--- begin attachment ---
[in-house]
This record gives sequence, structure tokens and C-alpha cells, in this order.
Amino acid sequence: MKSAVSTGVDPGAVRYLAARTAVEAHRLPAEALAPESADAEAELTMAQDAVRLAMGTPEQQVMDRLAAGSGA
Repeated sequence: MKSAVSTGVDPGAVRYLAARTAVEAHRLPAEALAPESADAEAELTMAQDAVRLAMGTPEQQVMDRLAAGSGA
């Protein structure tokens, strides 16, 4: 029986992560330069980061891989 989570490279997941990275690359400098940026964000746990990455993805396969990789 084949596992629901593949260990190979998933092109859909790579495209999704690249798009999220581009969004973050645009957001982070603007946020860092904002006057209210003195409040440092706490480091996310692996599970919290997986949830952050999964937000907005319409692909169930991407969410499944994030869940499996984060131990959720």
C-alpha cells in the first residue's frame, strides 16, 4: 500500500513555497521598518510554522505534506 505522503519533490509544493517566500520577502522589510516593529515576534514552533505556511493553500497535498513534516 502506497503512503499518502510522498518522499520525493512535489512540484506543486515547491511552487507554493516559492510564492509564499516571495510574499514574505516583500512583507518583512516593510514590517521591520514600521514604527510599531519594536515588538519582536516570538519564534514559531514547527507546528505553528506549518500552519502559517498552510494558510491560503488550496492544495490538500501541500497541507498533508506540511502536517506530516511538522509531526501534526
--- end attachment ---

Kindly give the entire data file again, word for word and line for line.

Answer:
[in-house]
This record gives sequence, structure tokens and C-alpha cells, in this order.
Amino acid sequence: MKSAVSTGVDPGAVRYLAARTAVEAHRLPAEALAPESADAEAELTMAQDAVRLAMGTPEQQVMDRLAAGSGA
Repeated sequence: MKSAVSTGVDPGAVRYLAARTAVEAHRLPAEALAPESADAEAELTMAQDAVRLAMGTPEQQVMDRLAAGSGA
């Protein structure tokens, strides 16, 4: 029986992560330069980061891989 989570490279997941990275690359400098940026964000746990990455993805396969990789 084949596992629901593949260990190979998933092109859909790579495209999704690249798009999220581009969004973050645009957001982070603007946020860092904002006057209210003195409040440092706490480091996310692996599970919290997986949830952050999964937000907005319409692909169930991407969410499944994030869940499996984060131990959720």
C-alpha cells in the first residue's frame, strides 16, 4: 500500500513555497521598518510554522505534506 505522503519533490509544493517566500520577502522589510516593529515576534514552533505556511493553500497535498513534516 502506497503512503499518502510522498518522499520525493512535489512540484506543486515547491511552487507554493516559492510564492509564499516571495510574499514574505516583500512583507518583512516593510514590517521591520514600521514604527510599531519594536515588538519582536516570538519564534514559531514547527507546528505553528506549518500552519502559517498552510494558510491560503488550496492544495490538500501541500497541507498533508506540511502536517506530516511538522509531526501534526